These developments will have big implications for the future. 

“If humanity is going to survive into the future, we need to better understand how complex properties, somehow, emerge from simple rules,” says Levin. “Much of science is focused on controlling the low-level rules. We also need to understand the high-level rules. If you wanted an anthill with two chimneys instead of one, how do you modify the ants? We’d have no idea.”

“I think it’s an absolute necessity for society going forward to get a better handle on systems where the outcome is very complex. A first step towards doing that is to explore: how do living systems decide what an overall behavior should be and how do we manipulate the pieces to get the behaviors we want?”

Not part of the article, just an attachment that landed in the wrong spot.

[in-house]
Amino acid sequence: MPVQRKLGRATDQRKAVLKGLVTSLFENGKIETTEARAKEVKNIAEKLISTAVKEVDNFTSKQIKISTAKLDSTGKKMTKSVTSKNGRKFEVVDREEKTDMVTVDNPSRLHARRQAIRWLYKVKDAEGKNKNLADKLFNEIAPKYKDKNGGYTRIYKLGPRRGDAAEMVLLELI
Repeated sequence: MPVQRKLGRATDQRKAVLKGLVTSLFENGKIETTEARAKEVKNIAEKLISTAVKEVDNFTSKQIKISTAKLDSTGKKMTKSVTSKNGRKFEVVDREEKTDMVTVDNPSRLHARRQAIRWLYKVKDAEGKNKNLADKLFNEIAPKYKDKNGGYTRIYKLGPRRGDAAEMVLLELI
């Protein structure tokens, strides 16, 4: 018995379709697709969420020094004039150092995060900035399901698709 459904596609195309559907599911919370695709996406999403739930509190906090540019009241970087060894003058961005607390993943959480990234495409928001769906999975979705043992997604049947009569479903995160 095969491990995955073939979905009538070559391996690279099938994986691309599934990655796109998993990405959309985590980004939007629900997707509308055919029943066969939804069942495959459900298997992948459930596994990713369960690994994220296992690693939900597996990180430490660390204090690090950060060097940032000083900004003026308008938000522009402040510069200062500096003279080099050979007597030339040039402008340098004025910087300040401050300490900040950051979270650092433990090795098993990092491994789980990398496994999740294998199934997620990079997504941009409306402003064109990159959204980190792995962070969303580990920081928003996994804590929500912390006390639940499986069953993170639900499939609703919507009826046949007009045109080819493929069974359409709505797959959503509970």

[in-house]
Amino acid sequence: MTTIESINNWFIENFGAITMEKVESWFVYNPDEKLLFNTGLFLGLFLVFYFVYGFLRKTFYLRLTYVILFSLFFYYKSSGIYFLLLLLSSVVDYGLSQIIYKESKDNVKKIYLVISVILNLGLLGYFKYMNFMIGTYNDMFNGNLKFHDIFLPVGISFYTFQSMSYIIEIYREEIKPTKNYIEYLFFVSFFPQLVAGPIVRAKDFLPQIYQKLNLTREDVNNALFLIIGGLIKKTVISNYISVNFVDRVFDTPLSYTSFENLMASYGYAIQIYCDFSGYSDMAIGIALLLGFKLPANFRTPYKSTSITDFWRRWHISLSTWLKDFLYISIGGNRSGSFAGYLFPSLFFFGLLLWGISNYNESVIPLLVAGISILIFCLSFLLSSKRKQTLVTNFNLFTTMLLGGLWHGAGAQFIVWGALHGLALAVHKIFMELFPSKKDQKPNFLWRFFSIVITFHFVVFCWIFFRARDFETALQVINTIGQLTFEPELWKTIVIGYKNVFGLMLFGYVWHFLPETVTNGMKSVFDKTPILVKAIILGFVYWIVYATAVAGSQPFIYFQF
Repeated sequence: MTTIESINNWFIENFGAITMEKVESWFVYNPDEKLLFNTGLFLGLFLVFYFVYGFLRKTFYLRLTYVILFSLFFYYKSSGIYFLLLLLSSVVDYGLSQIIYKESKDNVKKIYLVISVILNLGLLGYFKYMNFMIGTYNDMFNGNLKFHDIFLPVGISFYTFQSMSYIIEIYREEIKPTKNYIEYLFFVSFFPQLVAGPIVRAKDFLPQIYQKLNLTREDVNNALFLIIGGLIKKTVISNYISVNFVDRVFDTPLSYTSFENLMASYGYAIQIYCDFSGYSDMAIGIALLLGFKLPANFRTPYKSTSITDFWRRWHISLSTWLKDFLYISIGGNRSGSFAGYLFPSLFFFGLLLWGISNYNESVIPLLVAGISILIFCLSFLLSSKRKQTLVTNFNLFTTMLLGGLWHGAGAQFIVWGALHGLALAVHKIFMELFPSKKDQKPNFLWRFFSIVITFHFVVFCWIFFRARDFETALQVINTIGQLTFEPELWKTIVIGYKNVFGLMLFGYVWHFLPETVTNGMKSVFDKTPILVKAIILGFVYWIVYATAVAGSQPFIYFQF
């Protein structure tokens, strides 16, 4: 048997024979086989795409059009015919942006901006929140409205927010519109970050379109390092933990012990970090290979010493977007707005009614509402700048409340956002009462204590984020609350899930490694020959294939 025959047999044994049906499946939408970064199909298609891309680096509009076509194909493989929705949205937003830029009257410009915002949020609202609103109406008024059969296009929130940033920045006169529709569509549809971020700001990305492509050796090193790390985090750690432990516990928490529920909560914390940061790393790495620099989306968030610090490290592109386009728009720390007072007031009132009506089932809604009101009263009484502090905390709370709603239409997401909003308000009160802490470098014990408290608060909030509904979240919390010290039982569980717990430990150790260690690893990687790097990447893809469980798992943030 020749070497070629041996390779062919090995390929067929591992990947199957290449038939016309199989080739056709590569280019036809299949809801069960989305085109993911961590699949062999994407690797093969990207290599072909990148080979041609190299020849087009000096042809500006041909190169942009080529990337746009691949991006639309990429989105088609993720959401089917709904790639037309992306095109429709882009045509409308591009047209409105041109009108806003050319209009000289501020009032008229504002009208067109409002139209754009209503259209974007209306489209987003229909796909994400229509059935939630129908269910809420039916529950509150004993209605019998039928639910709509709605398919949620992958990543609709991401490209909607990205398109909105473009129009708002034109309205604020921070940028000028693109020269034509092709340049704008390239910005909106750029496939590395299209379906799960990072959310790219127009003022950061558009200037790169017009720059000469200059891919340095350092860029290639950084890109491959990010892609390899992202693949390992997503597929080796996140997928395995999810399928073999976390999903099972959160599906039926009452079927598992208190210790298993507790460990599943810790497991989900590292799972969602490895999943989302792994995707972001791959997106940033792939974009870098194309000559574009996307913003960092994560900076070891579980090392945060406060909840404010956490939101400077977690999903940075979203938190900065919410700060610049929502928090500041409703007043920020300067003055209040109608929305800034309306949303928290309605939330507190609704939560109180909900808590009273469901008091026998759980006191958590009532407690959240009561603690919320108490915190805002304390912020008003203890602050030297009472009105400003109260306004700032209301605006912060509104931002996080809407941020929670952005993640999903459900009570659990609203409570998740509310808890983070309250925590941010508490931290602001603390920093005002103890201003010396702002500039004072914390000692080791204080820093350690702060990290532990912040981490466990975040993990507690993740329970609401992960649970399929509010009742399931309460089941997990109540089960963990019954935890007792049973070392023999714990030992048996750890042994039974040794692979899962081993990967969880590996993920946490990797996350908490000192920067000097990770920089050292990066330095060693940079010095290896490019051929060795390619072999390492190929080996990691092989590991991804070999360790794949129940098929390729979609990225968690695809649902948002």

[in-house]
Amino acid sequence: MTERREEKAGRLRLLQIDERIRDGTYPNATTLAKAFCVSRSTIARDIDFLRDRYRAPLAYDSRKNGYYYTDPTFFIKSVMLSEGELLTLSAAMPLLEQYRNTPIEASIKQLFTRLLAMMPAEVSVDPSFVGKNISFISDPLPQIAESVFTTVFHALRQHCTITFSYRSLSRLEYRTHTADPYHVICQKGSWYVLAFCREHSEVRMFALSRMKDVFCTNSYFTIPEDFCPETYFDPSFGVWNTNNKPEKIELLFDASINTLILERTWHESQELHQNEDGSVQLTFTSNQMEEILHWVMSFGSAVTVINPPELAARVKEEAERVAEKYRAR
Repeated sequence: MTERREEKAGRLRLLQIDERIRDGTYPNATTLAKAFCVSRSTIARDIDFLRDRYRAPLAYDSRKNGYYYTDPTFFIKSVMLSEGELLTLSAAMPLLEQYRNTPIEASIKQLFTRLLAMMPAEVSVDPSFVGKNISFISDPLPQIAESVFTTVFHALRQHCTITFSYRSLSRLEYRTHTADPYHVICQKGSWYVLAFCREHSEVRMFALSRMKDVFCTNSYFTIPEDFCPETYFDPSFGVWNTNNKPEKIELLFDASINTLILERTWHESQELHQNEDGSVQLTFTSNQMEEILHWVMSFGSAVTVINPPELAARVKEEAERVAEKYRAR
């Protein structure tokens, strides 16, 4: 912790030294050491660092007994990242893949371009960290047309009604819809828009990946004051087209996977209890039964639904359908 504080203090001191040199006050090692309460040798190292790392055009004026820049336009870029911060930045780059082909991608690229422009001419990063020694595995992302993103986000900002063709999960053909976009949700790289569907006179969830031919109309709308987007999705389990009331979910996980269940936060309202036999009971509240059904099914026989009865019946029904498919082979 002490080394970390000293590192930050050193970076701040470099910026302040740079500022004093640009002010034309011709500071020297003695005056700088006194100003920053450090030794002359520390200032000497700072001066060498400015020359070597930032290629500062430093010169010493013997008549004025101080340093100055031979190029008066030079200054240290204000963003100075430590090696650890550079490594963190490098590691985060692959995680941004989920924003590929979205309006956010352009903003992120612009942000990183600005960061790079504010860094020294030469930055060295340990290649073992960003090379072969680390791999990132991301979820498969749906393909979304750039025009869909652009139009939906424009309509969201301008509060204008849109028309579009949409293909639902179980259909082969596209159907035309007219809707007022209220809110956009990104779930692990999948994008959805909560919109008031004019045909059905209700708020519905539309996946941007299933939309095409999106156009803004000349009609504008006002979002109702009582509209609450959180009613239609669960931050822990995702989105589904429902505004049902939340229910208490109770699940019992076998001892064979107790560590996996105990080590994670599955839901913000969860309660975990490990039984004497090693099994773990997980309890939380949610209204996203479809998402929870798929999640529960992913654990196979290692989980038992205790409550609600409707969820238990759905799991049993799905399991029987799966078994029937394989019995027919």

“This study is a direct contribution to getting a handle on what people are afraid of, which is unintended consequences, whether in the rapid arrival of self-driving cars, changing gene drives to wipe out whole lineages of viruses, or the many other complex and autonomous systems that will increasingly shape the human experience.”

“There’s all of this innate creativity in life,” says UVM’s Josh Bongard. “We want to understand that more deeply — and how we can direct and push it toward new forms.”